10. Conversion of invisible metal-organic frameworks to luminescent perovskite nanocrystals for confidential information encryption and decryption.

    Science.gov (United States)

    Zhang, Congyang; Wang, Bo; Li, Wanbin; Huang, Shouqiang; Kong, Long; Li, Zhichun; Li, Liang

    2017-10-31

    Traditional smart fluorescent materials, which have been attracting increasing interest for security protection, are usually visible under either ambient or UV light, making them adverse to the potential application of confidential information protection. Herein, we report an approach to realize confidential information protection and storage based on the conversion of lead-based metal-organic frameworks (MOFs) to luminescent perovskite nanocrystals (NCs). Owing to the invisible and controlled printable characteristics of lead-based MOFs, confidential information can be recorded and encrypted by MOF patterns, which cannot be read through common decryption methods. Through our conversion strategy, highly luminescent perovskite NCs can be formed quickly and simply by using a halide salt trigger that reacts with the MOF, thus promoting effective information decryption. Finally, through polar solvents impregnation and halide salt conversion, the luminescence of the perovskite NCs can be quenched and recovered, leading to reversible on/off switching of the luminescence signal for multiple information encryption and decryption processes.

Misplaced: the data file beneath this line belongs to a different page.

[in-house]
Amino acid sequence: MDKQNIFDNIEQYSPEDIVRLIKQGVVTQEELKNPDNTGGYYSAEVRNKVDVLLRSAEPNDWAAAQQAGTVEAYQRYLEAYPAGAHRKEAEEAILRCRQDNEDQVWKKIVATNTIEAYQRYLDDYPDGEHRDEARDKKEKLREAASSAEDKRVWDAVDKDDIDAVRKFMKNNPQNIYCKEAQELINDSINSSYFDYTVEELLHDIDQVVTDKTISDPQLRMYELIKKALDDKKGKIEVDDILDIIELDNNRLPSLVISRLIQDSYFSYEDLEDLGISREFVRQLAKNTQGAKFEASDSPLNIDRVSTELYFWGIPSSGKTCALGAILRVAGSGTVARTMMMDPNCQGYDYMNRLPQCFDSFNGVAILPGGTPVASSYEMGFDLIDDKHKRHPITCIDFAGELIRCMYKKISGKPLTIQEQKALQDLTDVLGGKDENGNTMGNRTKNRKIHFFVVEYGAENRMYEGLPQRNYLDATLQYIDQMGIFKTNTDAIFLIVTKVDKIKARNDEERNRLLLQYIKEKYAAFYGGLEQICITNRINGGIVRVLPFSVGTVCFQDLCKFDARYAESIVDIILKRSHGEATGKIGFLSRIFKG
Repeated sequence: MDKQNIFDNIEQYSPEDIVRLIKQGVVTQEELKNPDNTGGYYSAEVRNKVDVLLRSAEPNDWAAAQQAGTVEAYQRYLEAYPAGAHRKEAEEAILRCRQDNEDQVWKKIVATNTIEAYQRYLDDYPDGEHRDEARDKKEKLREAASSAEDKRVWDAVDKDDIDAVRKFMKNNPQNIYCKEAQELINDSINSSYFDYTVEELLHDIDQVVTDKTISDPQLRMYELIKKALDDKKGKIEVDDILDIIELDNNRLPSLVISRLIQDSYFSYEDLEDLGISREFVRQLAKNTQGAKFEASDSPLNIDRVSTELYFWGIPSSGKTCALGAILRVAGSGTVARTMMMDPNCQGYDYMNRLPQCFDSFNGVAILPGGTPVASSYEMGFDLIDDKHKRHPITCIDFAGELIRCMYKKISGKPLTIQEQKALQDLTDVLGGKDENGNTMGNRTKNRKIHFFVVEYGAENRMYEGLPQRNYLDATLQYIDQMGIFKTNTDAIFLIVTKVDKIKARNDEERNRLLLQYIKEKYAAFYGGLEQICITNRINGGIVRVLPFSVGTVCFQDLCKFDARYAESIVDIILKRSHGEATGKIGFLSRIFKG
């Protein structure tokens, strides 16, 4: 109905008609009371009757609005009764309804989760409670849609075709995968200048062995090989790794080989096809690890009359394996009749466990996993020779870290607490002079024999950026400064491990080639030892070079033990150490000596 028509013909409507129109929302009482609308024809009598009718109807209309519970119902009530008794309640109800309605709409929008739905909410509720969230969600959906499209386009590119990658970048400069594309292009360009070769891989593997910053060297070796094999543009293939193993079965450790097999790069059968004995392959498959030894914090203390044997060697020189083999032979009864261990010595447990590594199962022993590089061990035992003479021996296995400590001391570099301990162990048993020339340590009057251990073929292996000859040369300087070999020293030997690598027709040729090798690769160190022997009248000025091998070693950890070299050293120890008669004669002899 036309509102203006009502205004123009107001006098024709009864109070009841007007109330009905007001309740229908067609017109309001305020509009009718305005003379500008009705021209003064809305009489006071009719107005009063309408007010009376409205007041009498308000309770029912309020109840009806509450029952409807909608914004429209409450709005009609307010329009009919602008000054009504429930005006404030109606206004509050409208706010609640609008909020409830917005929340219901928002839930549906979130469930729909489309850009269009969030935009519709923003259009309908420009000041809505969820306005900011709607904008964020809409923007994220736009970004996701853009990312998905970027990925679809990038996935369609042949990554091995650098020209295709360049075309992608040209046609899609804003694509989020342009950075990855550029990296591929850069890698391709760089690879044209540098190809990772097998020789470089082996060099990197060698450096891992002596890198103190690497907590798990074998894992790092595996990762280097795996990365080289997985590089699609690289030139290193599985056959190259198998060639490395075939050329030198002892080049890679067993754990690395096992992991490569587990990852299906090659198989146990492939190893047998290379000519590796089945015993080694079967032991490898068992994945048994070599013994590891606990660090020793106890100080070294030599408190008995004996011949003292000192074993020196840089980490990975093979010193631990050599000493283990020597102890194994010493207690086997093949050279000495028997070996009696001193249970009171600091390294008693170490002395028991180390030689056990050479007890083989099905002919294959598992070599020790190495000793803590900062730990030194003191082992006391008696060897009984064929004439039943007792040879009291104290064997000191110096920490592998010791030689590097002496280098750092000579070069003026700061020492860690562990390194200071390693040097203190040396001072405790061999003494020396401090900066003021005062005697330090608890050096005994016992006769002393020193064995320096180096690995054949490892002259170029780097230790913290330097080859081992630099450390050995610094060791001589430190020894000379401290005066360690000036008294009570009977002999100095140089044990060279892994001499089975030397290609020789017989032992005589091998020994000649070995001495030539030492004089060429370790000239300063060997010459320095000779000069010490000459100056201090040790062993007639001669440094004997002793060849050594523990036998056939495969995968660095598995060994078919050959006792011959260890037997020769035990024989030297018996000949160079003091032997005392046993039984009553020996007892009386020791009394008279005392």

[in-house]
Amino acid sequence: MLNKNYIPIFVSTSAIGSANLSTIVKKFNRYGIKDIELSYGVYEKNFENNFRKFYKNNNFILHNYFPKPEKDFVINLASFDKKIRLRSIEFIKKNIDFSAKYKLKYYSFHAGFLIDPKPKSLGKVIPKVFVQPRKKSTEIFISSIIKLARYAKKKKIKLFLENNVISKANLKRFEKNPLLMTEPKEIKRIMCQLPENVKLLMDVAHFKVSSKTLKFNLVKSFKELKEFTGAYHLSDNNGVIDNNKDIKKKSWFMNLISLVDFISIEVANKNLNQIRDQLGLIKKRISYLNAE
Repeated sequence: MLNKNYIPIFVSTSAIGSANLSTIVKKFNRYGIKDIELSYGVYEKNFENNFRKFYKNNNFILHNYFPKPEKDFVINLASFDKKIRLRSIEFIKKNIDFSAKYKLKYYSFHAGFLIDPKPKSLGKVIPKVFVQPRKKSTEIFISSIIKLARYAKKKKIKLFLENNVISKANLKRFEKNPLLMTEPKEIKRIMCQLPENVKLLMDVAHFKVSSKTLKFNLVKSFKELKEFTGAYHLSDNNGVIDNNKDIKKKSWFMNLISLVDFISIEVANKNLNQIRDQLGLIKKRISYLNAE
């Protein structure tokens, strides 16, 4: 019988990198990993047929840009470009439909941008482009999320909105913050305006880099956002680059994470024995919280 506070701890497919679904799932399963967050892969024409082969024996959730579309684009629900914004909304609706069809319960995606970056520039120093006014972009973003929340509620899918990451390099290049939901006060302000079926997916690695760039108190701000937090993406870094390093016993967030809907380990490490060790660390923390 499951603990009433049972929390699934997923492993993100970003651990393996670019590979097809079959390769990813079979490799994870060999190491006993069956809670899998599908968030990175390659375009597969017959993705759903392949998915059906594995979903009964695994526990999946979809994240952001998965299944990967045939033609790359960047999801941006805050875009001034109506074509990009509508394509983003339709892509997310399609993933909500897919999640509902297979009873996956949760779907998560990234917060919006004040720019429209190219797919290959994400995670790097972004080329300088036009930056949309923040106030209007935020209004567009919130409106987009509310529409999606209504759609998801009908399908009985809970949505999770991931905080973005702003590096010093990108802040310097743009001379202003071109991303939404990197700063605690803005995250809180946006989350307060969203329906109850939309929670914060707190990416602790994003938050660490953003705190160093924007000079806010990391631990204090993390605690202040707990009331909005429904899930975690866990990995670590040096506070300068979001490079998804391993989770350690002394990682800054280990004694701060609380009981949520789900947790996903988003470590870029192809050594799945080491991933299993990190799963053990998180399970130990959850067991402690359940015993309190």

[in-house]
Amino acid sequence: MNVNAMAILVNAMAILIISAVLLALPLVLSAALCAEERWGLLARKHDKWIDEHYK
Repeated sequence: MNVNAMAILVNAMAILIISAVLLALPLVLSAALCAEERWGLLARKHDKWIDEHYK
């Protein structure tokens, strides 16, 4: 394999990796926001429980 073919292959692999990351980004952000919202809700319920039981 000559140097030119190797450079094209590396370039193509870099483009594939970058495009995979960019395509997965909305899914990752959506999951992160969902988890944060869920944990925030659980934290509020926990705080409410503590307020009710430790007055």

11. Using and Disclosing Confidential Patient Information and The English Common Law: What are the Information Requirements of a Valid Consent?

    Science.gov (United States)

    Chico, Victoria; Taylor, Mark J

    2018-02-01

    The National Health Service in England and Wales is dependent upon the flow of confidential patient data. In the context of consent to the use of patient health data, insistence on the requirements of an 'informed' consent that are difficult to achieve will drive reliance on alternatives to consent. Here we argue that one can obtain a valid consent to the disclosure of confidential patient data, such that this disclosure would not amount to a breach of the common law duty of confidentiality, having provided less information than would typically be associated with an 'informed consent'. This position protects consent as a practicable legal basis for disclosure from debilitating uncertainty or impracticability and, perhaps counter-intuitively, promotes patient autonomy.

  12. Anonymous or confidential HIV counseling and voluntary testing in federally funded testing sites--United States, 1995-1997.

    Science.gov (United States)

    1999-06-25

    Human immunodeficiency virus (HIV) counseling and voluntary testing (CT) programs have been an important part of national HIV prevention efforts since the first HIV antibody tests became available in 1985. In 1995, these programs accounted for approximately 15% of annual HIV antibody testing in the United States, excluding testing for blood donation. CT opportunities are offered to persons at risk for HIV infection at approximately 11,000 sites, including dedicated HIV CT sites, sexually transmitted disease (STD) clinics, drug-treatment centers, hospitals, and prisons. In 39 states, testing can be obtained anonymously, where persons do not have to give their name to get tested. All states provide confidential testing (by name) and have confidentiality laws and regulations to protect this information. This report compares patterns of anonymous and confidential testing in all federally funded CT programs from 1995 through 1997 and documents the importance of both types of testing opportunities.